It is amazing to see the industry investing millions of dollars to provide Galileo capability without definite assurance that a signal will be in space anytime soon. The situation in the professional GNSS markets has become quite strange. Customers ask for products for which their full potential can only be realized in 2012 or later. Would anyo ne buy a car that would require fuel additives that are not available for another 4 years? I would guess the answer would be no.

I think we have to ask ourselves, how did the professional GNSS market get into this situation? For me the answer is simple. Galileo is the driver for modernization and this influences the buying behaviour. But there is too many powerpoint presentations, and no firm decisions within Galileo. I would like to use Frank van Diggelen’s (Broadcom) provocative little study where he computed the ratio between powerpoint presentations and number of satellites. He simply googled for “Galileo.ppt” and all the other satellite systems. The outcome was that Galileo clearly had the highest ratio, followed by GPS, Beidou and GLONASS. GLONASS and Beidou have fewer political obstacles than Galileo, but they also have the money to fulfil their ambitious plans by the end of the decade.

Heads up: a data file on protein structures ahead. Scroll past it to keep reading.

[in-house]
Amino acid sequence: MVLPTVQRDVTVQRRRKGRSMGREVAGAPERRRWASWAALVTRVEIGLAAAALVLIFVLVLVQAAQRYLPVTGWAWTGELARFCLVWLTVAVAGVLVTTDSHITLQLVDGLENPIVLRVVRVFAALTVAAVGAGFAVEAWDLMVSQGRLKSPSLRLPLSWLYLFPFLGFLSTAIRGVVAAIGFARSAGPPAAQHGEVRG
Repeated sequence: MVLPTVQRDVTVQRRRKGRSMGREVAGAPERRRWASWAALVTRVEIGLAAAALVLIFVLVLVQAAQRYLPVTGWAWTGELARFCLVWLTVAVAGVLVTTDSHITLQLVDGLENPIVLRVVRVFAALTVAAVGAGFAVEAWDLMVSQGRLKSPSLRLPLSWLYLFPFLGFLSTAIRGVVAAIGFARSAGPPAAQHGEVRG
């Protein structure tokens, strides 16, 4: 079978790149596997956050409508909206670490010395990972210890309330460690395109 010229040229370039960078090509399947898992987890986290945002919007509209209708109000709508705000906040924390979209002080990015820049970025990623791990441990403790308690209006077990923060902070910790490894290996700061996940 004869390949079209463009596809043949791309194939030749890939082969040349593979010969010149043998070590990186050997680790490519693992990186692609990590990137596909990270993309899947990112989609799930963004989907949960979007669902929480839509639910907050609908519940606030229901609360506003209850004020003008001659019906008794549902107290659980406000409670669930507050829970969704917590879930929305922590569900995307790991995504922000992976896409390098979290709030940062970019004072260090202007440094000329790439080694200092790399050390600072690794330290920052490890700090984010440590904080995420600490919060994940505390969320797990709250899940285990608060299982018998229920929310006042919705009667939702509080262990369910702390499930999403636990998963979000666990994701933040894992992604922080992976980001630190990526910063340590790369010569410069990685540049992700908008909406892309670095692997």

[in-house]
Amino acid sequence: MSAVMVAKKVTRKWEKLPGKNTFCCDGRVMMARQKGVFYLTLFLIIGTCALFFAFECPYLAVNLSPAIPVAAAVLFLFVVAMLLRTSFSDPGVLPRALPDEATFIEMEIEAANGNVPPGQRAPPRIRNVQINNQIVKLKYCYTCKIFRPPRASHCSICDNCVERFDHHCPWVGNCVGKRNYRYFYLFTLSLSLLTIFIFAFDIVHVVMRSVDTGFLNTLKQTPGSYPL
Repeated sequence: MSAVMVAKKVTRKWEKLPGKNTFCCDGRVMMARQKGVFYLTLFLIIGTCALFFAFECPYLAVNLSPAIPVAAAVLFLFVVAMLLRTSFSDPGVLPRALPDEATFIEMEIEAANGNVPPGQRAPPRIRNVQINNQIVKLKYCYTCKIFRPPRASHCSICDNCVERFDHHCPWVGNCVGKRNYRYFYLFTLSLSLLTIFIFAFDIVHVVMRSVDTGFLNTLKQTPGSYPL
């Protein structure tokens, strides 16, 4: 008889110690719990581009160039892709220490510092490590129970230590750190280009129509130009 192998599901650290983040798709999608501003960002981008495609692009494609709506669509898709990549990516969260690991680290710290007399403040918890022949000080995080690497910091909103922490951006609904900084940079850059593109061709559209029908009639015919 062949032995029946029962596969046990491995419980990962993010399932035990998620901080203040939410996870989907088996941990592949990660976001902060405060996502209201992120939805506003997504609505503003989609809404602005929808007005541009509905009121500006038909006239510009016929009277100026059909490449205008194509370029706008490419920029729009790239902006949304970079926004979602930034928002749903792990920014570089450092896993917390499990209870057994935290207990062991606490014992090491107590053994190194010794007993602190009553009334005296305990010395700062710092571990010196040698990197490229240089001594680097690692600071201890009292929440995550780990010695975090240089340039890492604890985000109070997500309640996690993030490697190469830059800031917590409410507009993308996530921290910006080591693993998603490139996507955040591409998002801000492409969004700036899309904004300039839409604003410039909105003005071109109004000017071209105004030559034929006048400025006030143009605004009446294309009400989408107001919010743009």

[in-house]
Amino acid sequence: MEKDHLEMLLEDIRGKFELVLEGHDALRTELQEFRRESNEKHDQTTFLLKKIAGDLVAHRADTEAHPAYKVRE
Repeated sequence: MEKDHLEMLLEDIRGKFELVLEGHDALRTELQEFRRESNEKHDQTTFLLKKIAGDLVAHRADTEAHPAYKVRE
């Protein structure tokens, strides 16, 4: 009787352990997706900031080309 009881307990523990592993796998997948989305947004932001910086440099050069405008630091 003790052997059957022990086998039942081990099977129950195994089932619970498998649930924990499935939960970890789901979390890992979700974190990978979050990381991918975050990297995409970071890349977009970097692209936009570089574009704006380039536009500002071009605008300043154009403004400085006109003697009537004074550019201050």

The technological challenges for the professional GNSS market are obvious. The race has just started for chips with even more channels, less power consumption, tighter integration, support of at least 3 GNSS systems and higher accuracy. 72 channels will certainly not be enough for the future. We as a technology leader are obliged to design products with Galileo capability, even though the user will not benefit until at least 2012. Leica Geosystems is the only manufacturer that can already offer a compliance upgrade path to all four satellite systems (GPS, GLONASS, Galileo, Beidou) which is based on publicly available system definitions.

Digital convergence

Sang Jeong Lee
Chungnam National University, South Korea

The increasing demand for ubiquitous positioning and navigation requires sustainable mobility in market. Although GNSS and assisted GNSS will be the core of global location technologies, the most promising technology will be made by the digital convergence with other positioning technologies such as WLAN, RFID and UWB. One of the remarkable trends will be context-sensitive services via Internet. The next phase in Web 2.0 will require the location information for sustaining the mobility. In this regard, the standardization in the mobile terminal architecture can be expected. The Software Defined Radio can make the standardized receiver architecture (both in hardware and software) implemented effectively and accommodate the interoperable GNSS signals as well. The GNSS technology milestones should include the Software Defined Radio technology which will be accelerated by the digital RF technology.